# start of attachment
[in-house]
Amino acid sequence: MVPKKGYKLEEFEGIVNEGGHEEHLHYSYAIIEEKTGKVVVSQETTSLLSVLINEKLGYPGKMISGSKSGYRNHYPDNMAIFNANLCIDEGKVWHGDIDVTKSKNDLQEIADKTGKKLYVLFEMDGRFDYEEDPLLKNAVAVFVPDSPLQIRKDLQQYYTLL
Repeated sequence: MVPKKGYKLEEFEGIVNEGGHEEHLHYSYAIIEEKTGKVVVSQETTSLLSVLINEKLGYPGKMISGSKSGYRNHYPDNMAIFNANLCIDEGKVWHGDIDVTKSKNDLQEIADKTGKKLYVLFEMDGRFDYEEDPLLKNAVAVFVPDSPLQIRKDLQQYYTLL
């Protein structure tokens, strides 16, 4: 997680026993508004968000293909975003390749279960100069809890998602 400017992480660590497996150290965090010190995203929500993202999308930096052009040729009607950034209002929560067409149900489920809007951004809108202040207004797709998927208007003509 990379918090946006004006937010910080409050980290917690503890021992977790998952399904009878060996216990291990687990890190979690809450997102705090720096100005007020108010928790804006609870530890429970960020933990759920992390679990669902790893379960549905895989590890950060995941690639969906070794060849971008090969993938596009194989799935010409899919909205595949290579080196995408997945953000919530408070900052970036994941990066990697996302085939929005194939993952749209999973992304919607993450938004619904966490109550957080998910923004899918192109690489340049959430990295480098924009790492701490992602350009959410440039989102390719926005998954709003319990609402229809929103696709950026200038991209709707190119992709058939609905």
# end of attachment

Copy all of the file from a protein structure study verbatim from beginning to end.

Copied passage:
[in-house]
Amino acid sequence: MVPKKGYKLEEFEGIVNEGGHEEHLHYSYAIIEEKTGKVVVSQETTSLLSVLINEKLGYPGKMISGSKSGYRNHYPDNMAIFNANLCIDEGKVWHGDIDVTKSKNDLQEIADKTGKKLYVLFEMDGRFDYEEDPLLKNAVAVFVPDSPLQIRKDLQQYYTLL
Repeated sequence: MVPKKGYKLEEFEGIVNEGGHEEHLHYSYAIIEEKTGKVVVSQETTSLLSVLINEKLGYPGKMISGSKSGYRNHYPDNMAIFNANLCIDEGKVWHGDIDVTKSKNDLQEIADKTGKKLYVLFEMDGRFDYEEDPLLKNAVAVFVPDSPLQIRKDLQQYYTLL
């Protein structure tokens, strides 16, 4: 997680026993508004968000293909975003390749279960100069809890998602 400017992480660590497996150290965090010190995203929500993202999308930096052009040729009607950034209002929560067409149900489920809007951004809108202040207004797709998927208007003509 990379918090946006004006937010910080409050980290917690503890021992977790998952399904009878060996216990291990687990890190979690809450997102705090720096100005007020108010928790804006609870530890429970960020933990759920992390679990669902790893379960549905895989590890950060995941690639969906070794060849971008090969993938596009194989799935010409899919909205595949290579080196995408997945953000919530408070900052970036994941990066990697996302085939929005194939993952749209999973992304919607993450938004619904966490109550957080998910923004899918192109690489340049959430990295480098924009790492701490992602350009959410440039989102390719926005998954709003319990609402229809929103696709950026200038991209709707190119992709058939609905």